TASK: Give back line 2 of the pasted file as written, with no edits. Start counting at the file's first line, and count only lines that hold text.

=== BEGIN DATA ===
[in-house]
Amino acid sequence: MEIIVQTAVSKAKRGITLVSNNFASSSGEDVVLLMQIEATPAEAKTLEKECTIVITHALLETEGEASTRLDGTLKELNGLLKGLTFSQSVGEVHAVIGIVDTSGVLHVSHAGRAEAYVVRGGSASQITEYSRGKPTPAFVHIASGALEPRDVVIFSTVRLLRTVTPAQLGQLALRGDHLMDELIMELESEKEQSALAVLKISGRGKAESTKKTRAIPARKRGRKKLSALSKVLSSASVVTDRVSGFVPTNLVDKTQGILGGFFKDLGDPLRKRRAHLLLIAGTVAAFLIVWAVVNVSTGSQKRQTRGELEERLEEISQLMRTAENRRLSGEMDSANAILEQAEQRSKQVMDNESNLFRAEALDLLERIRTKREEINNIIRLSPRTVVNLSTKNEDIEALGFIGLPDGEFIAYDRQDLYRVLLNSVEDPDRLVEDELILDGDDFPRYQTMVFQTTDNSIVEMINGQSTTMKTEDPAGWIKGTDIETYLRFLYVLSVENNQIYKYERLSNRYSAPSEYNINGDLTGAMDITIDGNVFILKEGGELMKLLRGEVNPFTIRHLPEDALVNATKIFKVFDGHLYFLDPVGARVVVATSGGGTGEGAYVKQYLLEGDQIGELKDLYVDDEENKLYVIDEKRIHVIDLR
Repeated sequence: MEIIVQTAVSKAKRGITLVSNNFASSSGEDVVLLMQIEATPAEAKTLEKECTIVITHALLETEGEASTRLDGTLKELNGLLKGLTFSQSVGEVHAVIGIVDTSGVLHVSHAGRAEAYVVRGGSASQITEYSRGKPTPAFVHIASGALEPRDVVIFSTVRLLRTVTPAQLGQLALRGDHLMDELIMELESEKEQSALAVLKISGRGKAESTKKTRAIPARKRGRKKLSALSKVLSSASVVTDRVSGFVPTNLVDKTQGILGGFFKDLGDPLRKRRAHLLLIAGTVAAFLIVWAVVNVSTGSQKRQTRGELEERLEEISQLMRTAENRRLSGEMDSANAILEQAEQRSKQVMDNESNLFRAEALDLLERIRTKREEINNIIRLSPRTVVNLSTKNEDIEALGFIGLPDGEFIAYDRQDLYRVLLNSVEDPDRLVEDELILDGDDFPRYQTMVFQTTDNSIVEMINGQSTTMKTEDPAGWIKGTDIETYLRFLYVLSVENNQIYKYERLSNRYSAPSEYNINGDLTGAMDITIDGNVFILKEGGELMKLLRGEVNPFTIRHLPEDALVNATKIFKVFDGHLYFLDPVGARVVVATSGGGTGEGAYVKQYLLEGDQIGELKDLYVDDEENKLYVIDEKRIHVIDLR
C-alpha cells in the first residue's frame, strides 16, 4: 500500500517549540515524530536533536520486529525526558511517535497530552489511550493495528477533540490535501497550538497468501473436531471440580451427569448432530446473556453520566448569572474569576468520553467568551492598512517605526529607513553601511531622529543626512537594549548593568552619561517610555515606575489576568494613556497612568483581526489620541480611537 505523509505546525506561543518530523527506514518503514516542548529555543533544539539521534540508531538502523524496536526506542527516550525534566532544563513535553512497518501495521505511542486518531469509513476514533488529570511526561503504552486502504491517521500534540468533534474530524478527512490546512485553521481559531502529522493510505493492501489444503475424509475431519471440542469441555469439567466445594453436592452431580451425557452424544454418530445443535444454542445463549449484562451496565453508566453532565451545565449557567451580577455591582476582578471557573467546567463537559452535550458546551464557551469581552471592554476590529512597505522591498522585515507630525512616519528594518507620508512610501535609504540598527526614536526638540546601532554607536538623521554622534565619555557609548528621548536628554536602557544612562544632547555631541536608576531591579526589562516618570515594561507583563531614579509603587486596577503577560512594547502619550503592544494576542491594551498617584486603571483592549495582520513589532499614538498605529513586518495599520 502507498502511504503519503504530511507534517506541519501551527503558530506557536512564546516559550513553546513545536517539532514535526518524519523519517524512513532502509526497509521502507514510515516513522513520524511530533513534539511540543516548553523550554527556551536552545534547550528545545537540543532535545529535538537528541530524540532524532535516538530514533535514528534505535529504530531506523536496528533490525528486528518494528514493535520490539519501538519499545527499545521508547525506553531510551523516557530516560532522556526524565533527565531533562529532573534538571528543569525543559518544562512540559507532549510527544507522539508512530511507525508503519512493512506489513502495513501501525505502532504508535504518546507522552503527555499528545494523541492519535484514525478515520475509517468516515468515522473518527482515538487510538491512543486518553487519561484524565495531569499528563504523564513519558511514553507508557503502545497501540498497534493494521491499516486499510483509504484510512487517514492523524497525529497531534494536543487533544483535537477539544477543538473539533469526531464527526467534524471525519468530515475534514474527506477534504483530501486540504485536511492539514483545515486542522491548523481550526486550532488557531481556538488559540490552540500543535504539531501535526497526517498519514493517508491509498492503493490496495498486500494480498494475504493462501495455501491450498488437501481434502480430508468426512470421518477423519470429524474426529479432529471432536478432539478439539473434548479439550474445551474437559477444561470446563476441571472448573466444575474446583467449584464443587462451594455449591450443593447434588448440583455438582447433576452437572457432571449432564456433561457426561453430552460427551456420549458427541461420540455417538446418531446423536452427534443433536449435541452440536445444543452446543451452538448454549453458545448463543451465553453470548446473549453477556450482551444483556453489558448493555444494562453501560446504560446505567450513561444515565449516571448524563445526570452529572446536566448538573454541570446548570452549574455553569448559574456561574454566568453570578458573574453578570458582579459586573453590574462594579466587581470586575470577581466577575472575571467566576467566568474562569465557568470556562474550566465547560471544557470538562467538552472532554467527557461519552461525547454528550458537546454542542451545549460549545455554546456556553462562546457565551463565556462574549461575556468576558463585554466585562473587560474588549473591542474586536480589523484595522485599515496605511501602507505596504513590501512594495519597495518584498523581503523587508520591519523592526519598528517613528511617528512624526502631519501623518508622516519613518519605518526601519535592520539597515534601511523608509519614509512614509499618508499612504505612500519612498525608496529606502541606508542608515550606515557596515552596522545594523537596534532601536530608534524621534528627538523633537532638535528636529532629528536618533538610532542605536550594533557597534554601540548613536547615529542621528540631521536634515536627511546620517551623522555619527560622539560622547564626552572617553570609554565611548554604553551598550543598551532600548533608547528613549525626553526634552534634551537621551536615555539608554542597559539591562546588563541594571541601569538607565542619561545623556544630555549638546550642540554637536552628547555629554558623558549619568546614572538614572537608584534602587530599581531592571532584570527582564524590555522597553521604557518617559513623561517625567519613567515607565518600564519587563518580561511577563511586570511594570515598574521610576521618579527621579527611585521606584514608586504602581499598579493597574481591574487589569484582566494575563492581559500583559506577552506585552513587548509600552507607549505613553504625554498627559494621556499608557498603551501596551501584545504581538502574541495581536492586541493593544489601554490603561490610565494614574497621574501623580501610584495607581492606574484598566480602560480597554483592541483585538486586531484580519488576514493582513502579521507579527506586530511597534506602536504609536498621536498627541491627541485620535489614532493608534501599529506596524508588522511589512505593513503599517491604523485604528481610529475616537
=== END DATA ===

Amino acid sequence: MEIIVQTAVSKAKRGITLVSNNFASSSGEDVVLLMQIEATPAEAKTLEKECTIVITHALLETEGEASTRLDGTLKELNGLLKGLTFSQSVGEVHAVIGIVDTSGVLHVSHAGRAEAYVVRGGSASQITEYSRGKPTPAFVHIASGALEPRDVVIFSTVRLLRTVTPAQLGQLALRGDHLMDELIMELESEKEQSALAVLKISGRGKAESTKKTRAIPARKRGRKKLSALSKVLSSASVVTDRVSGFVPTNLVDKTQGILGGFFKDLGDPLRKRRAHLLLIAGTVAAFLIVWAVVNVSTGSQKRQTRGELEERLEEISQLMRTAENRRLSGEMDSANAILEQAEQRSKQVMDNESNLFRAEALDLLERIRTKREEINNIIRLSPRTVVNLSTKNEDIEALGFIGLPDGEFIAYDRQDLYRVLLNSVEDPDRLVEDELILDGDDFPRYQTMVFQTTDNSIVEMINGQSTTMKTEDPAGWIKGTDIETYLRFLYVLSVENNQIYKYERLSNRYSAPSEYNINGDLTGAMDITIDGNVFILKEGGELMKLLRGEVNPFTIRHLPEDALVNATKIFKVFDGHLYFLDPVGARVVVATSGGGTGEGAYVKQYLLEGDQIGELKDLYVDDEENKLYVIDEKRIHVIDLR